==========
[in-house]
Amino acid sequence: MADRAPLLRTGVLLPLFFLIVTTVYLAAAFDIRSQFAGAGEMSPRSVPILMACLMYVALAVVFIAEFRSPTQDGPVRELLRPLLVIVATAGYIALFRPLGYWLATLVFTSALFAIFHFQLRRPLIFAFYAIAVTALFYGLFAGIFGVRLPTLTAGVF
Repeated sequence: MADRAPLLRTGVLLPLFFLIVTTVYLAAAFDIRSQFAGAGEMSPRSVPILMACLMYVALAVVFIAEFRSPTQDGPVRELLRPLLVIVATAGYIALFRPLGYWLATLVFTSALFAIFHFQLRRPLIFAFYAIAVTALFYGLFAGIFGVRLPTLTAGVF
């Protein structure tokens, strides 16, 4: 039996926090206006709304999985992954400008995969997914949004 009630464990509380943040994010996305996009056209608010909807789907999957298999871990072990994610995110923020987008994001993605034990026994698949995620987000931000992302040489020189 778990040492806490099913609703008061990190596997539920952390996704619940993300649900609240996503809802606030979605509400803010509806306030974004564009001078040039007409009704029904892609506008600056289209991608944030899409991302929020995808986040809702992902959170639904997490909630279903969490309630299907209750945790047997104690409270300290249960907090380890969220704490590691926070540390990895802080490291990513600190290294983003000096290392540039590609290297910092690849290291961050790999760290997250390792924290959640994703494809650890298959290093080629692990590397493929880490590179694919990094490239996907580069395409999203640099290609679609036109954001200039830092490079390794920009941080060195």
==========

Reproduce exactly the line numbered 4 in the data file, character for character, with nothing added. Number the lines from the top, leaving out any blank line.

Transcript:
């Protein structure tokens, strides 16, 4: 039996926090206006709304999985992954400008995969997914949004 009630464990509380943040994010996305996009056209608010909807789907999957298999871990072990994610995110923020987008994001993605034990026994698949995620987000931000992302040489020189 778990040492806490099913609703008061990190596997539920952390996704619940993300649900609240996503809802606030979605509400803010509806306030974004564009001078040039007409009704029904892609506008600056289209991608944030899409991302929020995808986040809702992902959170639904997490909630279903969490309630299907209750945790047997104690409270300290249960907090380890969220704490590691926070540390990895802080490291990513600190290294983003000096290392540039590609290297910092690849290291961050790999760290997250390792924290959640994703494809650890298959290093080629692990590397493929880490590179694919990094490239996907580069395409999203640099290609679609036109954001200039830092490079390794920009941080060195």